The April 2008 edition of The Accretionary Wedge geoscience blog carnival was hosted at Andrew Alden’s geology.about.com site here.
Welcome to The Accretionary Wedge, a blog carnival with a geological theme, hosted each month by a different geo-blogger. During the course of Earth Day, I’ll be adding links as the participants submit them, so come back often, and tomorrow too.
I’ll start off. I used to kvetch about Earth Day, calling it “safe as Kleenex.” I said, “Business, environmentalists, and politicians today use science as a shield to avoid consensus, not a tool to explore possibilities.” But fortunately I think that old complaint is getting dated, or maybe my inner softheaded optimist has matured and is bursting through my chest wall. Now my message, and my entry for The Accretionary Wedge, is “Earth Day? How About Earth Life?”
Two industrial geologists speak up—first GeologyJoe posts on SlingShot Thought to ask, through a cartoon, whether all the Earth Day hoopla will change anything by 2070, Earth Day 100.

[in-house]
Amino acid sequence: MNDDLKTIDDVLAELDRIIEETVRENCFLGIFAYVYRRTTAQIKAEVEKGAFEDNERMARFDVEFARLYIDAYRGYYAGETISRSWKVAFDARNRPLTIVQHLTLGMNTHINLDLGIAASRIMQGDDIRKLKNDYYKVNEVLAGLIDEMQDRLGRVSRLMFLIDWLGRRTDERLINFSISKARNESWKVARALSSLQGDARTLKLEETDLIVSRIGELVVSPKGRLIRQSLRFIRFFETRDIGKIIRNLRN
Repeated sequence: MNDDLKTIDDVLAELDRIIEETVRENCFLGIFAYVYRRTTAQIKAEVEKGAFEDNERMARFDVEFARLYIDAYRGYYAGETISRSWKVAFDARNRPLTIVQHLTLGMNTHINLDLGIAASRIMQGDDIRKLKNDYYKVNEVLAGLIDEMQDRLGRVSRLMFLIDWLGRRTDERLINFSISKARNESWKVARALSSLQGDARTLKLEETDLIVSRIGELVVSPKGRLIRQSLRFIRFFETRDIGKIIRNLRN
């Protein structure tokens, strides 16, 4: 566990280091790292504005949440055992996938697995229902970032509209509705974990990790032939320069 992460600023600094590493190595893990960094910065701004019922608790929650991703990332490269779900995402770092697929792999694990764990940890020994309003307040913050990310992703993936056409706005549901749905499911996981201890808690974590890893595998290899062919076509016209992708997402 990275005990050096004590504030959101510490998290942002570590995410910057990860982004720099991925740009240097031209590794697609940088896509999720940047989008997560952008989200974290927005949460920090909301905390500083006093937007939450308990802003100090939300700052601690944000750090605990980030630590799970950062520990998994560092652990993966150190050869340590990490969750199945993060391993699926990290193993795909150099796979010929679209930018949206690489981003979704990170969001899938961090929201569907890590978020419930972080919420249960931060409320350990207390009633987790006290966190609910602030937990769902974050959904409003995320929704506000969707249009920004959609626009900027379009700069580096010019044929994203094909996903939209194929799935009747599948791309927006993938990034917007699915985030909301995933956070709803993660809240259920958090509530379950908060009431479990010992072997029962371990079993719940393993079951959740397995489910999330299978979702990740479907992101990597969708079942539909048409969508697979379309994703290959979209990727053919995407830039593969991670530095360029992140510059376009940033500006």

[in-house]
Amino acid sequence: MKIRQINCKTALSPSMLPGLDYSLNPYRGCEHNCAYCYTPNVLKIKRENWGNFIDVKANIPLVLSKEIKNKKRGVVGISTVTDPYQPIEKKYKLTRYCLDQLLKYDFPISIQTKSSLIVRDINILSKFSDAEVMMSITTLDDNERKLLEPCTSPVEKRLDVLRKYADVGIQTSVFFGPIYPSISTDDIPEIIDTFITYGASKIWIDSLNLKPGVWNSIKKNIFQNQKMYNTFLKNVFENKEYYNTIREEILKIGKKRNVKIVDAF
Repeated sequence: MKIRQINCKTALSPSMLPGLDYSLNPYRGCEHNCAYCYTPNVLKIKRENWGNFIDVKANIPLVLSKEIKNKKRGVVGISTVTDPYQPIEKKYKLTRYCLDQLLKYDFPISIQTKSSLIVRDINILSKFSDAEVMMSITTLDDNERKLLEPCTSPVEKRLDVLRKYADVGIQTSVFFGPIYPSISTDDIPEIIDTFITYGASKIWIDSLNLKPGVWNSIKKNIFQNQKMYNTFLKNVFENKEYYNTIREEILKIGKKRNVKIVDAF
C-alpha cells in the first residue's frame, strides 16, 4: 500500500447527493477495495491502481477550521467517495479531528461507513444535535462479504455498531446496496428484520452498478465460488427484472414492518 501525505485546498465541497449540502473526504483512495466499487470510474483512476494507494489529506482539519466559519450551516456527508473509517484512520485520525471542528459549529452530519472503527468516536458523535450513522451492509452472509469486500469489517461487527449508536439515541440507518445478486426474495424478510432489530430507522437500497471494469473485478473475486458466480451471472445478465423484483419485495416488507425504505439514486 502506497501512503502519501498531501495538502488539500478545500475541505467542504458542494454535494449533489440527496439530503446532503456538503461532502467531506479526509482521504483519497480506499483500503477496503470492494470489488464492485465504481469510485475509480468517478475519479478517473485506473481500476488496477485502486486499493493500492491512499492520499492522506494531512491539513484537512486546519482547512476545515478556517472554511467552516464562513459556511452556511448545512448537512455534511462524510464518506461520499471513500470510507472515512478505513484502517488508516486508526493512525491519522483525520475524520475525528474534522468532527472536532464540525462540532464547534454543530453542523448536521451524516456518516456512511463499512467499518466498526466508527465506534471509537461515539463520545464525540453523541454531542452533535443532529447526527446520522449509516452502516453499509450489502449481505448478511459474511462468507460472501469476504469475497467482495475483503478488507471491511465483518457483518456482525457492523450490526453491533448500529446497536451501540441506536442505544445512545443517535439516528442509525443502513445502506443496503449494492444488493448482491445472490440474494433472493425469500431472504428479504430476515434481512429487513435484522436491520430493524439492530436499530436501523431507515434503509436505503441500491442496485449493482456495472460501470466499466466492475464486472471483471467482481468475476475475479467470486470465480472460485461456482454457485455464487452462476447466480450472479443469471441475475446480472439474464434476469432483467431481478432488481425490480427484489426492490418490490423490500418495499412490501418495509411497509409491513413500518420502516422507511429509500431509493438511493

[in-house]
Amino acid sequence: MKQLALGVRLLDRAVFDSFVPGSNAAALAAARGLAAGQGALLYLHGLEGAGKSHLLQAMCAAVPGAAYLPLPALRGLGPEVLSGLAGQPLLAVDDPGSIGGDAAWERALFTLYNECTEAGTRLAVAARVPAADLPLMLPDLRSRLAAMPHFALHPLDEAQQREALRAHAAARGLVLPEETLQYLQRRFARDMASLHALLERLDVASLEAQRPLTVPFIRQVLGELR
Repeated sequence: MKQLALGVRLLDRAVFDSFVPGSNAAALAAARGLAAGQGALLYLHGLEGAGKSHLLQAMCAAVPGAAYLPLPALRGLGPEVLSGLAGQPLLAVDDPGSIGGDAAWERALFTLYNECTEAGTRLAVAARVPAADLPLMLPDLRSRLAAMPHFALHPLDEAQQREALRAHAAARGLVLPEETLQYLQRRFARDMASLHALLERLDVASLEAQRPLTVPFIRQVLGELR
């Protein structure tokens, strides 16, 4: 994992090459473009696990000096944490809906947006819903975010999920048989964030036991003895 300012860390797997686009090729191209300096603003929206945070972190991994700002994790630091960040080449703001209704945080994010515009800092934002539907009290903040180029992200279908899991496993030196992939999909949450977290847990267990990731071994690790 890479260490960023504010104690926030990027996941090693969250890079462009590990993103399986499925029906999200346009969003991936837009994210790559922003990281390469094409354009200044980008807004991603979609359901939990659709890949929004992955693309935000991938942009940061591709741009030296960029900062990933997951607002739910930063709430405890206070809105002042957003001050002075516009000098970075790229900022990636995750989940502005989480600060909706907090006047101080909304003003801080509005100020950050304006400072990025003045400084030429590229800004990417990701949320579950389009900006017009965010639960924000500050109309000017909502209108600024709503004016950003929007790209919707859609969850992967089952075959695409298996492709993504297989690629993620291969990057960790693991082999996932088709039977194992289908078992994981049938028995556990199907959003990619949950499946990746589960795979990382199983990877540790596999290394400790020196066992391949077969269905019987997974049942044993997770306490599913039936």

Kenneth Clark, whose blog is The Office of Redundancy Office, has a daughter whose lifetime needs he is contemplating, and his message for Earth Day is simple enough for a child to understand: “clean up after yourself.” Industry can be clean; I’ve seen it myself.
Kim Hannula, of All My Faults Are Stress-Related, takes her cue from her kid too: How to save the planet? “Be a Power Ranger.” But she also wonders, if geologists are newly popular today, “why am I finding it so hard to figure out how to pitch the science to people?”
Chris Town over at GoodSchist makes a plea for sustainability starting at the root of the problem. We have met the enemy and he is us, after all.
Julian, of the Harmonic Tremors blog, puts things as simply as a musician-turning-geologist would: Remember the brown part of the Earth, not just the blue and green.
Tuff Cookie, the force behind the Magma Cum Laude blog, prefers to burst into song (“cover your ears!”) with “I Am the Very Model of a Young Environmentalist.”
And just to show that we have our mystical sides, some guy at the Oakland Geology blog submits a meditation on the chthonic vision of Our Lady of Lourdes.
Not to be outdone, Silver Fox posts on Looking for Detachment about looking skyward instead, complete with the best photos in this Wedge (and a plug for Earth Science Week, six months from now).
And Green Gabbro’s Maria Brumm brings us back to Earth again with a practical question that nevertheless calls for some visionary thinking: What green habit of yours would be easier with some help from society?